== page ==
You might not know much about them, but dampers are an important part of the construction process in a home or business. Dampers are installed and applied within the ductwork of a building, the chimney or other air handling equipment to become an essential part of the heating, ventilating and air conditioning (HVAC) system.
They are used to balance airflow throughout a structure and set individual rooms at a comfortable temperature. While there are many types of dampers to choose from, there are three in particular that may be especially important for you to consider having installed in your home or business.
Fire dampers, smoke dampers or combination fire/smoke dampers are part of a passive fire protection system that works to protect you and your property should an emergency ever arise.
When fires begin in a building, they frequently spread from room to room through the HVAC system. If a fire damper has been properly installed, it will repress the fire and keep it contained to its place of origin allowing more time for detection, evacuation and suppression.
Once a duct that is housing a fire damper is exposed to rising temperatures high enough to melt a fusible link, the damper blades will close and prevent heat and flames from continuing to infiltrate and advance throughout the ductwork.
When choosing a fire damper, considerations should include its hourly fire resistance rating (how long it can obstruct the fire), its airflow closure rating (static or dynamic) and its blade design (curtain or multiple blade). Building codes will determine the specific requirements regarding placement of a fire damper in walls and flooring.
While fire dampers do an important job of containing heat and flames, they don’t do much for keeping smoke and toxic gases from traveling through the ductwork of a building. This is often the cause of some of the most serious health conditions that result from fire-related incidents, and that is what the use of smoke dampers are intended to prevent. Smoke dampers are triggered by a structure’s smoke detection system or fire alarm, which causes them to automatically begin to do their duty of blocking smoke from spreading throughout an HVAC system.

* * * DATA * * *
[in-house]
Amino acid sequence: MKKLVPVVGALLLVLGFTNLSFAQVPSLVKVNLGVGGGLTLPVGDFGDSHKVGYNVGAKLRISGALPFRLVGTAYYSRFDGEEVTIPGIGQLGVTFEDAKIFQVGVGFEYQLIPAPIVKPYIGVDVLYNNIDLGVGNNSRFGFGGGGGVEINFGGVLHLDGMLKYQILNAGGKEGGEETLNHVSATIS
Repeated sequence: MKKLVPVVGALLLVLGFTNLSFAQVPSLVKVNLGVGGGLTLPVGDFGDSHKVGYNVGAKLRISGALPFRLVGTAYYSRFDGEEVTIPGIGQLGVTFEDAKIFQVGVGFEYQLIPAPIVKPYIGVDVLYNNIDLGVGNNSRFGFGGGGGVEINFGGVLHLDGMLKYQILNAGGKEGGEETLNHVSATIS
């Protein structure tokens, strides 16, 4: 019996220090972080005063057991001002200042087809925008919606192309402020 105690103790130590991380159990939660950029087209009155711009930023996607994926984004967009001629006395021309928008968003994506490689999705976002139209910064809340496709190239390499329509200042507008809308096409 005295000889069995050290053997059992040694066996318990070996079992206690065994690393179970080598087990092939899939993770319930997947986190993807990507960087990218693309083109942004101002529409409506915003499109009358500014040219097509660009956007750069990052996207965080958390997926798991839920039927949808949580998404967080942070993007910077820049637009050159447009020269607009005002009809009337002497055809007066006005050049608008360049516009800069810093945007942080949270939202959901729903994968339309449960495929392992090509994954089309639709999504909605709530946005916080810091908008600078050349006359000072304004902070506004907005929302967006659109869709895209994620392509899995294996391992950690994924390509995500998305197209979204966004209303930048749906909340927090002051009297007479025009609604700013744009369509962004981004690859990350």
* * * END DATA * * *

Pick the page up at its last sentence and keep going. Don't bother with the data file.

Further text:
They can be motorized by either an electric or pneumatic actuator and are capable of being opened or closed from a remote fire command station if needed.
The general applications for smoke dampers include closing once smoke is detected to keep toxic air and smoke out of ventilation openings or ducts, or they can be part of an engineered smoke control system, which uses walls and floors as roadblocks to control smoke migration and pressurize the area around the fire.
When choosing a smoke damper, considerations should include leakage rating, elevated temperature rating, operational rating and blade design (3V and airfoil).
Combination Fire/Smoke Dampers
Combination fire/smoke dampers give buildings the protection of both types of dampers together in one unit. They are often installed in HVAC systems that require both a fire damper and a smoke damper in the same location. They will also close their blades upon the hazard of flames, heat and smoke to prevent further penetration but will do so without causing pressure issues like a standard fire damper.
Fire and smoke dampers should always be up to code regulations and need to be maintained and inspected just as with any other life/safety system.
By Tiffany Olson
Tiffany Olson is a blogger who lives in Northern California. She gained her knowledge of home improvement related topics over the years from her dad who is a life-long Union Carpenter.
When she’s not writing or researching some of her favorite past times are creating art, reading, cooking, and hiking.
Originally posted 2014-07-11 03:53:07. Republished by Blog Post Promoter